New York, NY – September 19, 2022: Mayor Eric Adams delivers keynote remarks at the opening of Concordia annual summit at Sheraton Times Square. (Shutterstock)
When I came into office as the 110th Mayor, there was no question that the city’s main jail, Rikers Island, was in serious need of reform and repair. Anyone who has set foot in Rikers in years past, from family members to correction officers to those awaiting trial, have seen with their own eyes what decades of disinvestment look like: peeling paint, crowded facilities, unsafe conditions for staff and detainees alike.
Decades of mismanagement and neglect had created a culture of dysfunction that became normalized. Staffing shortages, assaults, deaths, and drug overdoses were on the rise and became even worse during the COVID-19 pandemic.
And while there are no quick or easy solutions to reforming Rikers, I can tell New Yorkers this: the era of neglect is over, and the era of reform is underway.
My Administration is moving quickly to address these issues, and under the leadership of Commissioner Molina, we are already seeing results. Through the Rikers Anti- Violence Action Plan and the Rikers Task Force we are making our jails safer, more humane, and more functional, while working to reverse decades of neglect.
We are addressing staff shortages and investing in our workforce, upgrading the jails infrastructure, and taking steps to reduce violence behind bars. This year we have seen reductions in slashings and stabbings at the Department’s young-adult facility the Robert N. Davoren Center (RNDC), reductions in use of force incidents and assaults on staff, and increased searches for weapons and drug contraband.
Though we are only ten months into this new era, Commissioner Molina and the Task Force have already been singled out in the latest Nunez Monitor Status Report for their efforts to make progress. The latest report, released just last week, stated that the Task Force has “effectively resolved a number of issues that required multi-agency collaboration and cooperation.” The report also praised the Commissioner’s hiring decisions, clear mandates, and courage to make unpopular yet important changes.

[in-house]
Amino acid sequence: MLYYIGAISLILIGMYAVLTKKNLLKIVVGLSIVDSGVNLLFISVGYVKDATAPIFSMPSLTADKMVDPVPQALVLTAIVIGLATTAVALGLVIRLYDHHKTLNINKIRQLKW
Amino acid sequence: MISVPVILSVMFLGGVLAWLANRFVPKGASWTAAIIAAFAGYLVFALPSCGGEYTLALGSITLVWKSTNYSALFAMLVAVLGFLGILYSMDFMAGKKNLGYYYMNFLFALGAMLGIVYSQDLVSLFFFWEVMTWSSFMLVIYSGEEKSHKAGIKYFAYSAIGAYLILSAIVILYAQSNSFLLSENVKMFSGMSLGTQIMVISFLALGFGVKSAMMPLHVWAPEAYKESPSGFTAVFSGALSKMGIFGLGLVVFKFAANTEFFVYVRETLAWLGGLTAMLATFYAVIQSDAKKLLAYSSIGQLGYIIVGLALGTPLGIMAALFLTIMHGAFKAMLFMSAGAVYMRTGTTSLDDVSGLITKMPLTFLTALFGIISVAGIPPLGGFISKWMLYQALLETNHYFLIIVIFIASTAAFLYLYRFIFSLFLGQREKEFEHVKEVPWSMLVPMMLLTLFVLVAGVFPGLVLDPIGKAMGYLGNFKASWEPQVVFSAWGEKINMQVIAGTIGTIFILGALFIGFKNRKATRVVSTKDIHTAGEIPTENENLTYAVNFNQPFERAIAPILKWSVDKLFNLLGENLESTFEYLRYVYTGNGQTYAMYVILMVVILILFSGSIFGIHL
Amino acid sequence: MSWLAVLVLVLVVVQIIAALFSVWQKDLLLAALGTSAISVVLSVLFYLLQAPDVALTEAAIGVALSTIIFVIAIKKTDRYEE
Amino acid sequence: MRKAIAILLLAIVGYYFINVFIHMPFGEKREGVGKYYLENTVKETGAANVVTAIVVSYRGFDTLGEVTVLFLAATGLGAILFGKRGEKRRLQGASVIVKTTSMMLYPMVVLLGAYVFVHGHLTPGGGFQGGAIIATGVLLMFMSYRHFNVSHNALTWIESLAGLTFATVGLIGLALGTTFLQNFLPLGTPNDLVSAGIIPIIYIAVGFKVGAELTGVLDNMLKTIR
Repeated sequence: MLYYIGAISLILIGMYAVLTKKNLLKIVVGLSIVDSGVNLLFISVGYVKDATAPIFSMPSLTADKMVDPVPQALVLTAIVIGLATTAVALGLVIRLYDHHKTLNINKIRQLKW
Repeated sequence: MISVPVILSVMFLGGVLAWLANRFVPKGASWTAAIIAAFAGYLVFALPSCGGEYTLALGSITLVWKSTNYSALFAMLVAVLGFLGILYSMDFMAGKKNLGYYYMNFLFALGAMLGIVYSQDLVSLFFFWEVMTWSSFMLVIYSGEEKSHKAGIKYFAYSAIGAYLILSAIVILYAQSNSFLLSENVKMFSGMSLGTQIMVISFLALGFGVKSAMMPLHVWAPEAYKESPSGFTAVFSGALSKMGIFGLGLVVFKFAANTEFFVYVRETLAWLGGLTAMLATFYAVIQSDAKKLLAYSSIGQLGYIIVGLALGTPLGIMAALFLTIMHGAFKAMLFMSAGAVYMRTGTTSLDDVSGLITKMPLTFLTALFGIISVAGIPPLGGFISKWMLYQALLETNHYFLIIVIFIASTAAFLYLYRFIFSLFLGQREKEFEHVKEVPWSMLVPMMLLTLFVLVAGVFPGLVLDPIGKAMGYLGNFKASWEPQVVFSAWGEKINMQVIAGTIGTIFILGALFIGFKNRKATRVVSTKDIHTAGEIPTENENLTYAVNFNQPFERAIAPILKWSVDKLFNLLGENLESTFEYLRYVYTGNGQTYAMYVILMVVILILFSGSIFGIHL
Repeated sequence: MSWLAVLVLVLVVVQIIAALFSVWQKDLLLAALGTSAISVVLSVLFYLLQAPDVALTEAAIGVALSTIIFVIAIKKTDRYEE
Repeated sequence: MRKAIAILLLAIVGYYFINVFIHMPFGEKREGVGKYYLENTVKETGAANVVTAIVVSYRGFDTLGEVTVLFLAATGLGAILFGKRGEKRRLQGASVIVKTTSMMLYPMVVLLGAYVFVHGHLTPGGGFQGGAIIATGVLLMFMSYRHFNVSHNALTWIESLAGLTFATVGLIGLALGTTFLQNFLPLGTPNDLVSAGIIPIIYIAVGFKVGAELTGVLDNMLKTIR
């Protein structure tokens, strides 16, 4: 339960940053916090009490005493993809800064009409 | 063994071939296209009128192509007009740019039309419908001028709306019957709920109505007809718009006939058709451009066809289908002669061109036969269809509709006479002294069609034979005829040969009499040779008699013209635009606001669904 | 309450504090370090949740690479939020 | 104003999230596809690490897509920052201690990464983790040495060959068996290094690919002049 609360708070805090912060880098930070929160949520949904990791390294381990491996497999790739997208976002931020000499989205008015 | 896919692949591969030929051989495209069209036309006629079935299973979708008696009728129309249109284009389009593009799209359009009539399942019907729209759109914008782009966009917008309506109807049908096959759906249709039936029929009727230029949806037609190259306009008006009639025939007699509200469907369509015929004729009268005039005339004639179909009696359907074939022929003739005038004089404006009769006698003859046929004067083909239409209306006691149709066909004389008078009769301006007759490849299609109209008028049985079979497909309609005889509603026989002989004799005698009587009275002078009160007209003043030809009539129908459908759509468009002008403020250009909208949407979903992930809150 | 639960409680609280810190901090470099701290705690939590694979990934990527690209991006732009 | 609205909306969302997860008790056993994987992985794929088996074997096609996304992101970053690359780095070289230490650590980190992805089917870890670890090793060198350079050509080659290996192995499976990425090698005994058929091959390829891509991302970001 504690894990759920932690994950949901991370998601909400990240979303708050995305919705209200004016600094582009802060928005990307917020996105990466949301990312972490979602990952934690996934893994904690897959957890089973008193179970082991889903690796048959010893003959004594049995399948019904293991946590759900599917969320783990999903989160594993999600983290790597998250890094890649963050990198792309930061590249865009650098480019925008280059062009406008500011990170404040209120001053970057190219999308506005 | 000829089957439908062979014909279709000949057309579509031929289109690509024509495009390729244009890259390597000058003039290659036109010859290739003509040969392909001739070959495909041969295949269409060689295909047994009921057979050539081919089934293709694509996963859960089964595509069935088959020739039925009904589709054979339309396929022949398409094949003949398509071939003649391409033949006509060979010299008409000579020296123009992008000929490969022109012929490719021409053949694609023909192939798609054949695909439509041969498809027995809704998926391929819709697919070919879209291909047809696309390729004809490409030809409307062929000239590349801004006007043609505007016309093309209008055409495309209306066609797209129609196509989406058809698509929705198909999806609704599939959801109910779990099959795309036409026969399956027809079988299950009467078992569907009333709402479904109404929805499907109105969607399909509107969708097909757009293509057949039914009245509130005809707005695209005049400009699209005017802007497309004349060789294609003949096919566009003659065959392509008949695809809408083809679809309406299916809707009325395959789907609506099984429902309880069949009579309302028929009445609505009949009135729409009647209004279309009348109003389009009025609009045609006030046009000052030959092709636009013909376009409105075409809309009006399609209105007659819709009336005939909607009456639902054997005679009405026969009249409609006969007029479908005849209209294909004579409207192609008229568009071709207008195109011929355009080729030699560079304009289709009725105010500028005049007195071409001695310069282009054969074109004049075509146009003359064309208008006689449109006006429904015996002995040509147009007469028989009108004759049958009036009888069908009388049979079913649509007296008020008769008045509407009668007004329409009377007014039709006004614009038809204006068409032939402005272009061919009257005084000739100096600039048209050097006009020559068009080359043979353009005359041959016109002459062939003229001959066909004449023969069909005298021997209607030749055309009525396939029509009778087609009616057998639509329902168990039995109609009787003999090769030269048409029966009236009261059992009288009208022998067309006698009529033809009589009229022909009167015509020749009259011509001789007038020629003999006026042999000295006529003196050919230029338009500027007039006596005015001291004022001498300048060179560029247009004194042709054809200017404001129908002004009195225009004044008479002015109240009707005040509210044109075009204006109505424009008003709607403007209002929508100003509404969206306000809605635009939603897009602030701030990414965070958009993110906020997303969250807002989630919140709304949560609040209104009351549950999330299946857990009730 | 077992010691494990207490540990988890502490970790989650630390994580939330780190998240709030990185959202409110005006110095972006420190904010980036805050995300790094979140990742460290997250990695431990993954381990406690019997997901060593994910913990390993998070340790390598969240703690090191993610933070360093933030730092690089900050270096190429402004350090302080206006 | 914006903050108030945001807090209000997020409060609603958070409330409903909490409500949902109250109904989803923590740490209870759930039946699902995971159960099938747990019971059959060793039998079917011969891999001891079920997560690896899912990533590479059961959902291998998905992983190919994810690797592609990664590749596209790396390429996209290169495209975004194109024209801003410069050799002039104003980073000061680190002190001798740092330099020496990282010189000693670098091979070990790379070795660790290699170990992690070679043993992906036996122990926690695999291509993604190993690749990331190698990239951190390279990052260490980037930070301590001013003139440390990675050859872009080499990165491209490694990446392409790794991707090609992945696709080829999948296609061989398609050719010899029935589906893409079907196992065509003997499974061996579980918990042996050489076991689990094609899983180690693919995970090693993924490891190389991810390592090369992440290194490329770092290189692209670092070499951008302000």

We know that a tremendous amount of hard work lies ahead in order to make our jails safer, but I’m proud that the report recognized the work that Commissioner Molina and his team have already done within a short time.
We must give people the protections of the law as we enforce the law, whether they are serving time or awaiting trial. And we must protect those who work one of the toughest jobs in this city and the nation. New York’s Boldest must have the resources to protect themselves and the respect of all of those who rely on them to protect our city. Our correction officers work 12- 16hour tours, in a challenging and often stressful environment yet they do their jobs with dedication and honor. They are sometimes assaulted and face violent incidents. Our system must work for those who are incarcerated and the correction officers and non-uniform staff who care for them.
We must do more for our staff and persons in our custody. And we must address the root causes of violence and crime. For far too long, the response to this crisis has been downstream rather than upstream solutions.
I have often said, “if you do not educate, you will incarcerate.” But once incarcerated, we cannot give up on people. We must do all we can to support and rehabilitate those who come through our system. That is why, for the first time, we will be testing everyone who comes through Rikers for dyslexia and providing support to those who need it.
We know that 48 percent of inmates at Rikers Island have mental health issues and that 40 percent are dyslexic. 80 percent of the men and women on Rikers don’t have a high school diploma. We see the same young people continue to be arrested over and over again, but we don’t get them the interventions they need to succeed. We must break the cycle of incarceration with education, support, and opportunity. We must go upstream and keep our young people from falling into the river of violence.
Change does not happen overnight, and decades-long problems will not be solved in the first year of this Administration. But we have established a blueprint for real change, and we will not let this opportunity for change pass us by. We will continue to work with the Federal Monitor in achieving the Action Plan’s goals, and towards the goal of a safer and more humane jail system for all.